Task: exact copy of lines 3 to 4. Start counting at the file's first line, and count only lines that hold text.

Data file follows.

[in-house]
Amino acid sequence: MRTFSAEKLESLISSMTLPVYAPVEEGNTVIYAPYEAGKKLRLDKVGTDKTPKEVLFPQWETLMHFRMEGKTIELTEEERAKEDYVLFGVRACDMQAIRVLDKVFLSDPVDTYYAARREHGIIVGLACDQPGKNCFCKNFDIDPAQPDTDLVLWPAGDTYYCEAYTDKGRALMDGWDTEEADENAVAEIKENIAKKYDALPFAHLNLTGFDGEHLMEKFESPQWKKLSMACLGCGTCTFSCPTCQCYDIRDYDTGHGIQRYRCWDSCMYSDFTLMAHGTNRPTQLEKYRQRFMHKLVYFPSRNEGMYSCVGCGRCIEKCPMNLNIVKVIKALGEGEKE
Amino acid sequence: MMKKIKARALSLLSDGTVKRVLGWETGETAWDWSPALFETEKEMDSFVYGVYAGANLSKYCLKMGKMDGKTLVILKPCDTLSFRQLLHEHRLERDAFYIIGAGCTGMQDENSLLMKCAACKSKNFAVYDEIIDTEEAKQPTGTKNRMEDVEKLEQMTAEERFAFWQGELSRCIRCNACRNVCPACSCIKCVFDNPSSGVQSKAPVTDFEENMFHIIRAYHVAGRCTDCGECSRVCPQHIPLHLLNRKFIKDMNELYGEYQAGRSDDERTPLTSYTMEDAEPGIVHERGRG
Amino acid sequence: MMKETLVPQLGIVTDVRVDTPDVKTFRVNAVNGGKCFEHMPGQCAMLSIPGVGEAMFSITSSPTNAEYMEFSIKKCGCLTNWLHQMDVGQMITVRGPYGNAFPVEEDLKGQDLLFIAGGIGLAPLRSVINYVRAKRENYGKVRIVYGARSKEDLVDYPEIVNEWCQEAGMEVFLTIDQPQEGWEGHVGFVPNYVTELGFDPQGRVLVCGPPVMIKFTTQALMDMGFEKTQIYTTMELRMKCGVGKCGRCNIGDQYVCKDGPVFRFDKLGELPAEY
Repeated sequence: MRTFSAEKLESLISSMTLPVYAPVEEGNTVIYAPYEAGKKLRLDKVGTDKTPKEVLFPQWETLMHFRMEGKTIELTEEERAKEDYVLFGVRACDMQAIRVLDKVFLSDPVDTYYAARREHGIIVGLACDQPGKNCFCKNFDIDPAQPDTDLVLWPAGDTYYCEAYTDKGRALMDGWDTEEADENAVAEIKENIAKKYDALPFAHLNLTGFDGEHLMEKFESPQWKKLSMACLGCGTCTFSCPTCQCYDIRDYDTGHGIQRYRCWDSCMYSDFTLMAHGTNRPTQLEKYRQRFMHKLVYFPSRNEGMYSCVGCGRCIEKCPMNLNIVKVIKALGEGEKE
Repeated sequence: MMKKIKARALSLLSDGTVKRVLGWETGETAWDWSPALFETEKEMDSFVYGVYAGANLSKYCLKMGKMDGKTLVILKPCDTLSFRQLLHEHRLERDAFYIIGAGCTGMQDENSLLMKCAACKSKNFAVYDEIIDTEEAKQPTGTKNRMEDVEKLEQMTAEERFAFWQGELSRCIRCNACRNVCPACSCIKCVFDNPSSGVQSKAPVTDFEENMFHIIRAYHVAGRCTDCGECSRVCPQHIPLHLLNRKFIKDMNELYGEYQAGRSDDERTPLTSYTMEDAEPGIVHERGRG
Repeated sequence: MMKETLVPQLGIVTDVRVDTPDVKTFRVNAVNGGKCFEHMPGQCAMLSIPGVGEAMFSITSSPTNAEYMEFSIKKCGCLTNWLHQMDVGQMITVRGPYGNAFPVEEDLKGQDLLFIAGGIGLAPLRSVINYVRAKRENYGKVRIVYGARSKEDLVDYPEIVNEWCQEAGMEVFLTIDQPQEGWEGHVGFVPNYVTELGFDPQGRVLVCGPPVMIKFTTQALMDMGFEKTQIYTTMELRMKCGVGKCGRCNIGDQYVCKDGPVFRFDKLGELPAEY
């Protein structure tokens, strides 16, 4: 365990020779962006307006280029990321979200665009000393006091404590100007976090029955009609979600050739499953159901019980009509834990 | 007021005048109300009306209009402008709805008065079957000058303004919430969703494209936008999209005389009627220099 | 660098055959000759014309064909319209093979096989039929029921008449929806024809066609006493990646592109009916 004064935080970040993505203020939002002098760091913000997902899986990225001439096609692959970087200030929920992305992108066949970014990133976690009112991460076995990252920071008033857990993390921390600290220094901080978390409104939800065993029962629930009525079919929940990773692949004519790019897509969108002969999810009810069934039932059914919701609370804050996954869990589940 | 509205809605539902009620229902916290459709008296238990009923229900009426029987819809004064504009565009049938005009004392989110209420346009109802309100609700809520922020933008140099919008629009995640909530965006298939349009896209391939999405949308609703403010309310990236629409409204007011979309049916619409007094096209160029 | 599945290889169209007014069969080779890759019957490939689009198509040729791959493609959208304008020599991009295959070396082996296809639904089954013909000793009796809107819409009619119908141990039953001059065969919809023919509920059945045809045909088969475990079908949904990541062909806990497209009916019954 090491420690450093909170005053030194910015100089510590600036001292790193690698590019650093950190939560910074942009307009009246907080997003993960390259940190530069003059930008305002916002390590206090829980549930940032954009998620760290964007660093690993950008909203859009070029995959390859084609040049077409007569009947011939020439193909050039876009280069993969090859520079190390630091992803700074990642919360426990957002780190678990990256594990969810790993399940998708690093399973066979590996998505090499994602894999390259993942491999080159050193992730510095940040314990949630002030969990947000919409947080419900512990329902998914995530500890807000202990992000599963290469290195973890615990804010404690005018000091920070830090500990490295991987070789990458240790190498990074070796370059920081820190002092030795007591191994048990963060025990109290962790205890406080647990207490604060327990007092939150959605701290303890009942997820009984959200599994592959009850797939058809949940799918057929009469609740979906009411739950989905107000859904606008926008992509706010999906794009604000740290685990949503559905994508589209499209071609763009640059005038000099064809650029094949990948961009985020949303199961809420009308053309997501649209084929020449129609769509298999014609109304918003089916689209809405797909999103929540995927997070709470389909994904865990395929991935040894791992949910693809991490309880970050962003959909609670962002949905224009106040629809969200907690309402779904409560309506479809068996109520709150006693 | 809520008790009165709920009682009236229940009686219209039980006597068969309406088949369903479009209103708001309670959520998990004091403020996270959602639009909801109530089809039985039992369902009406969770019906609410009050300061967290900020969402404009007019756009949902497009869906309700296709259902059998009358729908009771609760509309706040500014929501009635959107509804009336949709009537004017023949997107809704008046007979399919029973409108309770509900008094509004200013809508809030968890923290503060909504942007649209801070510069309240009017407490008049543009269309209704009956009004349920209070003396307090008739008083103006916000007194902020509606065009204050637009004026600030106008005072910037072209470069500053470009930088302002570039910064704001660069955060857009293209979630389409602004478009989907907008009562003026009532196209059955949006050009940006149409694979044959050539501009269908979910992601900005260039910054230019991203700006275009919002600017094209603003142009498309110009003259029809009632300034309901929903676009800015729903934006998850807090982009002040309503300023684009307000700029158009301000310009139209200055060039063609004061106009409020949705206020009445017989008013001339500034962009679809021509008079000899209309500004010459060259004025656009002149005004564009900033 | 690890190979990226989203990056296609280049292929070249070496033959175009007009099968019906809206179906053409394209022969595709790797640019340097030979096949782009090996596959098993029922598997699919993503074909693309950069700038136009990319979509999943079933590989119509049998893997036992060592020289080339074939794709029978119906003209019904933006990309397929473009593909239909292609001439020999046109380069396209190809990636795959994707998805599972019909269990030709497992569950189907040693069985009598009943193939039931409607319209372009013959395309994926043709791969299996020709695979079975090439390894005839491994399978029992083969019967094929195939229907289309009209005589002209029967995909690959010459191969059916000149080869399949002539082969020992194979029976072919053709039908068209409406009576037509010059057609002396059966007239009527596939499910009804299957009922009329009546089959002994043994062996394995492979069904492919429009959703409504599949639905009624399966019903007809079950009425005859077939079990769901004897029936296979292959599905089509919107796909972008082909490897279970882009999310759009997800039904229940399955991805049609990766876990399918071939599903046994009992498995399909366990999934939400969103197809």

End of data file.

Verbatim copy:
Amino acid sequence: MMKKIKARALSLLSDGTVKRVLGWETGETAWDWSPALFETEKEMDSFVYGVYAGANLSKYCLKMGKMDGKTLVILKPCDTLSFRQLLHEHRLERDAFYIIGAGCTGMQDENSLLMKCAACKSKNFAVYDEIIDTEEAKQPTGTKNRMEDVEKLEQMTAEERFAFWQGELSRCIRCNACRNVCPACSCIKCVFDNPSSGVQSKAPVTDFEENMFHIIRAYHVAGRCTDCGECSRVCPQHIPLHLLNRKFIKDMNELYGEYQAGRSDDERTPLTSYTMEDAEPGIVHERGRG
Amino acid sequence: MMKETLVPQLGIVTDVRVDTPDVKTFRVNAVNGGKCFEHMPGQCAMLSIPGVGEAMFSITSSPTNAEYMEFSIKKCGCLTNWLHQMDVGQMITVRGPYGNAFPVEEDLKGQDLLFIAGGIGLAPLRSVINYVRAKRENYGKVRIVYGARSKEDLVDYPEIVNEWCQEAGMEVFLTIDQPQEGWEGHVGFVPNYVTELGFDPQGRVLVCGPPVMIKFTTQALMDMGFEKTQIYTTMELRMKCGVGKCGRCNIGDQYVCKDGPVFRFDKLGELPAEY